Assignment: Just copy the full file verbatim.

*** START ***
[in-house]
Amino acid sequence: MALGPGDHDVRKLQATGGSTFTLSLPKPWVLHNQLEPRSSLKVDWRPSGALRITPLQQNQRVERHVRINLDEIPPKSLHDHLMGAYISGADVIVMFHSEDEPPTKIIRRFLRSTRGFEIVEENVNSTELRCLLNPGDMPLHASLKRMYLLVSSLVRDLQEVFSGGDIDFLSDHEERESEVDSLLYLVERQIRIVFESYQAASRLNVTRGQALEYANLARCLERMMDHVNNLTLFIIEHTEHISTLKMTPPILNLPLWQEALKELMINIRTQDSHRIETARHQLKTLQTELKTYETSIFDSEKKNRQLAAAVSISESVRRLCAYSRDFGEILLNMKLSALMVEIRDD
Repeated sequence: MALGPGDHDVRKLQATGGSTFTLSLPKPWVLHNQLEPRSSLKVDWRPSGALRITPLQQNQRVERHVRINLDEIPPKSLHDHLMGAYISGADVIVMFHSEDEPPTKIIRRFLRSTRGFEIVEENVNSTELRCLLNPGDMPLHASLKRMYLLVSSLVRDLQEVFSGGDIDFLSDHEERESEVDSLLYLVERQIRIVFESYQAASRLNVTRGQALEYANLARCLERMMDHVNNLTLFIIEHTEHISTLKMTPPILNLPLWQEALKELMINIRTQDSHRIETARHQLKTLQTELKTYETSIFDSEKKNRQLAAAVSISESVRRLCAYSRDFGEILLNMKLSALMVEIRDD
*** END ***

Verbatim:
[in-house]
Amino acid sequence: MALGPGDHDVRKLQATGGSTFTLSLPKPWVLHNQLEPRSSLKVDWRPSGALRITPLQQNQRVERHVRINLDEIPPKSLHDHLMGAYISGADVIVMFHSEDEPPTKIIRRFLRSTRGFEIVEENVNSTELRCLLNPGDMPLHASLKRMYLLVSSLVRDLQEVFSGGDIDFLSDHEERESEVDSLLYLVERQIRIVFESYQAASRLNVTRGQALEYANLARCLERMMDHVNNLTLFIIEHTEHISTLKMTPPILNLPLWQEALKELMINIRTQDSHRIETARHQLKTLQTELKTYETSIFDSEKKNRQLAAAVSISESVRRLCAYSRDFGEILLNMKLSALMVEIRDD
Repeated sequence: MALGPGDHDVRKLQATGGSTFTLSLPKPWVLHNQLEPRSSLKVDWRPSGALRITPLQQNQRVERHVRINLDEIPPKSLHDHLMGAYISGADVIVMFHSEDEPPTKIIRRFLRSTRGFEIVEENVNSTELRCLLNPGDMPLHASLKRMYLLVSSLVRDLQEVFSGGDIDFLSDHEERESEVDSLLYLVERQIRIVFESYQAASRLNVTRGQALEYANLARCLERMMDHVNNLTLFIIEHTEHISTLKMTPPILNLPLWQEALKELMINIRTQDSHRIETARHQLKTLQTELKTYETSIFDSEKKNRQLAAAVSISESVRRLCAYSRDFGEILLNMKLSALMVEIRDD